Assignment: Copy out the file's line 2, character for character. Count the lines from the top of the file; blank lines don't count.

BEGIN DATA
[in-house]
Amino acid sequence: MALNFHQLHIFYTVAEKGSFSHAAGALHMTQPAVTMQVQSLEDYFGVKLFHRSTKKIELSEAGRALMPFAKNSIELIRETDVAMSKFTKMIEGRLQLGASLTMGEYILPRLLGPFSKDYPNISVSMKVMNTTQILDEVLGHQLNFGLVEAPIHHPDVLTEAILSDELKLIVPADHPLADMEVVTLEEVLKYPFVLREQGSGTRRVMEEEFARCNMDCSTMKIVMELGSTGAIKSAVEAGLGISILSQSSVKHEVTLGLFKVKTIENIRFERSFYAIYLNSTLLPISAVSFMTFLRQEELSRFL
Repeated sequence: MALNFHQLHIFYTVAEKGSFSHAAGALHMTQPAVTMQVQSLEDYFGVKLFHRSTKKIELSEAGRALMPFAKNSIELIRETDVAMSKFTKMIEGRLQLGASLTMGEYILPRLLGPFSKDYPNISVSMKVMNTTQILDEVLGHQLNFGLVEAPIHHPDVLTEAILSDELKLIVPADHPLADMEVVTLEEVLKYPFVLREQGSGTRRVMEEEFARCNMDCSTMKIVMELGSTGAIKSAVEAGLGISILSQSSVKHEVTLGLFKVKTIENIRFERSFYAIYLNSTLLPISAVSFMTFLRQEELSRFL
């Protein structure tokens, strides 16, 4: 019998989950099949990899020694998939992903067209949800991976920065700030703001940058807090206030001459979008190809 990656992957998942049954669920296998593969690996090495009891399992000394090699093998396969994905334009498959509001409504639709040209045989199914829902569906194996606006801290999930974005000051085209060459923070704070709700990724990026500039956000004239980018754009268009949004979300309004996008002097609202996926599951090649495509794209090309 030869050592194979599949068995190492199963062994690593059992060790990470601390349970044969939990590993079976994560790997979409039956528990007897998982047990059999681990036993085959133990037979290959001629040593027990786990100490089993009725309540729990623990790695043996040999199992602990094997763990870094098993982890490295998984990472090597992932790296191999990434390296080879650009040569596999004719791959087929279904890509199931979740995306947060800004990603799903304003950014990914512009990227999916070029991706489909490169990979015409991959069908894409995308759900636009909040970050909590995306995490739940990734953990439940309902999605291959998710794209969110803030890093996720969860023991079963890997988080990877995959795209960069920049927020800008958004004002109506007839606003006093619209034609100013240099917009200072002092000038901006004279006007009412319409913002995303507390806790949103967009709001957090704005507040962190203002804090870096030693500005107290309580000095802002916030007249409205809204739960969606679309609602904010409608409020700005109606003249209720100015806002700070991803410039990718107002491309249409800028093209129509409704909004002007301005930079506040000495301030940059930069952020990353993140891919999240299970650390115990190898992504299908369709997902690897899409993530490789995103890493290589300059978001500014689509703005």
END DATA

Amino acid sequence: MALNFHQLHIFYTVAEKGSFSHAAGALHMTQPAVTMQVQSLEDYFGVKLFHRSTKKIELSEAGRALMPFAKNSIELIRETDVAMSKFTKMIEGRLQLGASLTMGEYILPRLLGPFSKDYPNISVSMKVMNTTQILDEVLGHQLNFGLVEAPIHHPDVLTEAILSDELKLIVPADHPLADMEVVTLEEVLKYPFVLREQGSGTRRVMEEEFARCNMDCSTMKIVMELGSTGAIKSAVEAGLGISILSQSSVKHEVTLGLFKVKTIENIRFERSFYAIYLNSTLLPISAVSFMTFLRQEELSRFL